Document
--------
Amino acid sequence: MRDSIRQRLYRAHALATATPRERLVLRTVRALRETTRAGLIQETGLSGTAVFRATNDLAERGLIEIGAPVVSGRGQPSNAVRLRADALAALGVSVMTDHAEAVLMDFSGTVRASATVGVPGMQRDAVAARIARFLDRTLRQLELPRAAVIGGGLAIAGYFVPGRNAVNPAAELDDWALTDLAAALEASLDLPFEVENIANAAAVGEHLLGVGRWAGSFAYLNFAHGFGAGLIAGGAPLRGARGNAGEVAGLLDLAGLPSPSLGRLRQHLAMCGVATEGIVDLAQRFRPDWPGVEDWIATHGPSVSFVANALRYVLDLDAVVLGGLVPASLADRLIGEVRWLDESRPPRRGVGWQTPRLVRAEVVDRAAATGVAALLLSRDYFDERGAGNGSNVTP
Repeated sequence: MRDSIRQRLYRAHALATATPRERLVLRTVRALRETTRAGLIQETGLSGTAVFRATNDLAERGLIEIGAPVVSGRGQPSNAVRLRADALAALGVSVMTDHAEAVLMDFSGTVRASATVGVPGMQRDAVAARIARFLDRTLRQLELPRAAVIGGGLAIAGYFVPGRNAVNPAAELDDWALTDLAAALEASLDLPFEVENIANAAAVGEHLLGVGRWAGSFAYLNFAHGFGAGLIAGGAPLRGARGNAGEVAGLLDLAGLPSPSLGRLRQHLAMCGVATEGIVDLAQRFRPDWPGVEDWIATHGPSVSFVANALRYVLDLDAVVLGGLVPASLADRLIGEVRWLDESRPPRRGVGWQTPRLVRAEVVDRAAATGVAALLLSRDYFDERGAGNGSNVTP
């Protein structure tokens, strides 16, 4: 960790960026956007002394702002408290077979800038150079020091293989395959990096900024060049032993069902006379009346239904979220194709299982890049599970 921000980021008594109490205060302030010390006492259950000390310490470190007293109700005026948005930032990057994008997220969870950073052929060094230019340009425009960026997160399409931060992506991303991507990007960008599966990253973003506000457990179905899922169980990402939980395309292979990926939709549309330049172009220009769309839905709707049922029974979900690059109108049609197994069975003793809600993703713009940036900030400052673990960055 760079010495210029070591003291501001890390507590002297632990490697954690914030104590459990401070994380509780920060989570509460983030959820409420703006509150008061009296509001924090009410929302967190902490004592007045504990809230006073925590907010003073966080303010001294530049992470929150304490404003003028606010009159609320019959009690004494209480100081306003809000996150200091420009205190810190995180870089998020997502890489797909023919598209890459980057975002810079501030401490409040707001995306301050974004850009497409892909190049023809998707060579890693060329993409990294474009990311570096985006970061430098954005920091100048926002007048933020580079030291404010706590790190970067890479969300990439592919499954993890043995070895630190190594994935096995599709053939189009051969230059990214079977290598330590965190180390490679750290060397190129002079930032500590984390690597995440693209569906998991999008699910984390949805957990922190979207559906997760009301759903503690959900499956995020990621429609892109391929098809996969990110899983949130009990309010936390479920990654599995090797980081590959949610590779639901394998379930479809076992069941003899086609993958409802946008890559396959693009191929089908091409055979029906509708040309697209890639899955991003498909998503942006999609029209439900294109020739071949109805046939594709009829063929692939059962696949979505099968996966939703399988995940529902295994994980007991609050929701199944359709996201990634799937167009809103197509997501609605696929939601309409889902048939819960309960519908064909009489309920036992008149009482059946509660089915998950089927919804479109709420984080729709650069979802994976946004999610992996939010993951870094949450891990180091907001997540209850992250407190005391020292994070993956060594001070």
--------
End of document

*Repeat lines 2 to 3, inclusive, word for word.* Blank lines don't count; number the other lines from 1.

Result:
Repeated sequence: MRDSIRQRLYRAHALATATPRERLVLRTVRALRETTRAGLIQETGLSGTAVFRATNDLAERGLIEIGAPVVSGRGQPSNAVRLRADALAALGVSVMTDHAEAVLMDFSGTVRASATVGVPGMQRDAVAARIARFLDRTLRQLELPRAAVIGGGLAIAGYFVPGRNAVNPAAELDDWALTDLAAALEASLDLPFEVENIANAAAVGEHLLGVGRWAGSFAYLNFAHGFGAGLIAGGAPLRGARGNAGEVAGLLDLAGLPSPSLGRLRQHLAMCGVATEGIVDLAQRFRPDWPGVEDWIATHGPSVSFVANALRYVLDLDAVVLGGLVPASLADRLIGEVRWLDESRPPRRGVGWQTPRLVRAEVVDRAAATGVAALLLSRDYFDERGAGNGSNVTP
């Protein structure tokens, strides 16, 4: 960790960026956007002394702002408290077979800038150079020091293989395959990096900024060049032993069902006379009346239904979220194709299982890049599970 921000980021008594109490205060302030010390006492259950000390310490470190007293109700005026948005930032990057994008997220969870950073052929060094230019340009425009960026997160399409931060992506991303991507990007960008599966990253973003506000457990179905899922169980990402939980395309292979990926939709549309330049172009220009769309839905709707049922029974979900690059109108049609197994069975003793809600993703713009940036900030400052673990960055 760079010495210029070591003291501001890390507590002297632990490697954690914030104590459990401070994380509780920060989570509460983030959820409420703006509150008061009296509001924090009410929302967190902490004592007045504990809230006073925590907010003073966080303010001294530049992470929150304490404003003028606010009159609320019959009690004494209480100081306003809000996150200091420009205190810190995180870089998020997502890489797909023919598209890459980057975002810079501030401490409040707001995306301050974004850009497409892909190049023809998707060579890693060329993409990294474009990311570096985006970061430098954005920091100048926002007048933020580079030291404010706590790190970067890479969300990439592919499954993890043995070895630190190594994935096995599709053939189009051969230059990214079977290598330590965190180390490679750290060397190129002079930032500590984390690597995440693209569906998991999008699910984390949805957990922190979207559906997760009301759903503690959900499956995020990621429609892109391929098809996969990110899983949130009990309010936390479920990654599995090797980081590959949610590779639901394998379930479809076992069941003899086609993958409802946008890559396959693009191929089908091409055979029906509708040309697209890639899955991003498909998503942006999609029209439900294109020739071949109805046939594709009829063929692939059962696949979505099968996966939703399988995940529902295994994980007991609050929701199944359709996201990634799937167009809103197509997501609605696929939601309409889902048939819960309960519908064909009489309920036992008149009482059946509660089915998950089927919804479109709420984080729709650069979802994976946004999610992996939010993951870094949450891990180091907001997540209850992250407190005391020292994070993956060594001070």